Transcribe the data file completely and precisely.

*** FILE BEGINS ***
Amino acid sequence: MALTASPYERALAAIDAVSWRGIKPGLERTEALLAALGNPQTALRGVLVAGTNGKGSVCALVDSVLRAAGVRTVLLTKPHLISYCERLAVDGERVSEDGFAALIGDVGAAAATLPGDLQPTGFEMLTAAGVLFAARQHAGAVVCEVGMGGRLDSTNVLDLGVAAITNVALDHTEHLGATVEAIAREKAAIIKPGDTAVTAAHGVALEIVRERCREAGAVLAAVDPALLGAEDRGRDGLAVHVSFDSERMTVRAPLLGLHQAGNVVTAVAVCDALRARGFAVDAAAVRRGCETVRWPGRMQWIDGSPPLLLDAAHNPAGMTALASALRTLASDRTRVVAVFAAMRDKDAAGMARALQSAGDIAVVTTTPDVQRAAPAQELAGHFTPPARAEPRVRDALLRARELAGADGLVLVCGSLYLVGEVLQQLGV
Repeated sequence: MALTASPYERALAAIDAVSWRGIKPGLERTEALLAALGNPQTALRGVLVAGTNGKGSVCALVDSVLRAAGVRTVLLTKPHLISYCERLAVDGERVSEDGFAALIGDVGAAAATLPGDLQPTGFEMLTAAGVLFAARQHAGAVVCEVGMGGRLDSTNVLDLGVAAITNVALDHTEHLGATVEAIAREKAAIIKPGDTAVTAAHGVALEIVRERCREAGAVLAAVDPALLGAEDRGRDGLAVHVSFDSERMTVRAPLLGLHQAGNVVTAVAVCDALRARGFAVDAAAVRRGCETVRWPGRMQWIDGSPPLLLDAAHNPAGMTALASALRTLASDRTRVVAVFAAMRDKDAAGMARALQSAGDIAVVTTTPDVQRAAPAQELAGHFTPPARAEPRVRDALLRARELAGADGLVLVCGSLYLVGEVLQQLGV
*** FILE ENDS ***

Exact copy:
Amino acid sequence: MALTASPYERALAAIDAVSWRGIKPGLERTEALLAALGNPQTALRGVLVAGTNGKGSVCALVDSVLRAAGVRTVLLTKPHLISYCERLAVDGERVSEDGFAALIGDVGAAAATLPGDLQPTGFEMLTAAGVLFAARQHAGAVVCEVGMGGRLDSTNVLDLGVAAITNVALDHTEHLGATVEAIAREKAAIIKPGDTAVTAAHGVALEIVRERCREAGAVLAAVDPALLGAEDRGRDGLAVHVSFDSERMTVRAPLLGLHQAGNVVTAVAVCDALRARGFAVDAAAVRRGCETVRWPGRMQWIDGSPPLLLDAAHNPAGMTALASALRTLASDRTRVVAVFAAMRDKDAAGMARALQSAGDIAVVTTTPDVQRAAPAQELAGHFTPPARAEPRVRDALLRARELAGADGLVLVCGSLYLVGEVLQQLGV
Repeated sequence: MALTASPYERALAAIDAVSWRGIKPGLERTEALLAALGNPQTALRGVLVAGTNGKGSVCALVDSVLRAAGVRTVLLTKPHLISYCERLAVDGERVSEDGFAALIGDVGAAAATLPGDLQPTGFEMLTAAGVLFAARQHAGAVVCEVGMGGRLDSTNVLDLGVAAITNVALDHTEHLGATVEAIAREKAAIIKPGDTAVTAAHGVALEIVRERCREAGAVLAAVDPALLGAEDRGRDGLAVHVSFDSERMTVRAPLLGLHQAGNVVTAVAVCDALRARGFAVDAAAVRRGCETVRWPGRMQWIDGSPPLLLDAAHNPAGMTALASALRTLASDRTRVVAVFAAMRDKDAAGMARALQSAGDIAVVTTTPDVQRAAPAQELAGHFTPPARAEPRVRDALLRARELAGADGLVLVCGSLYLVGEVLQQLGV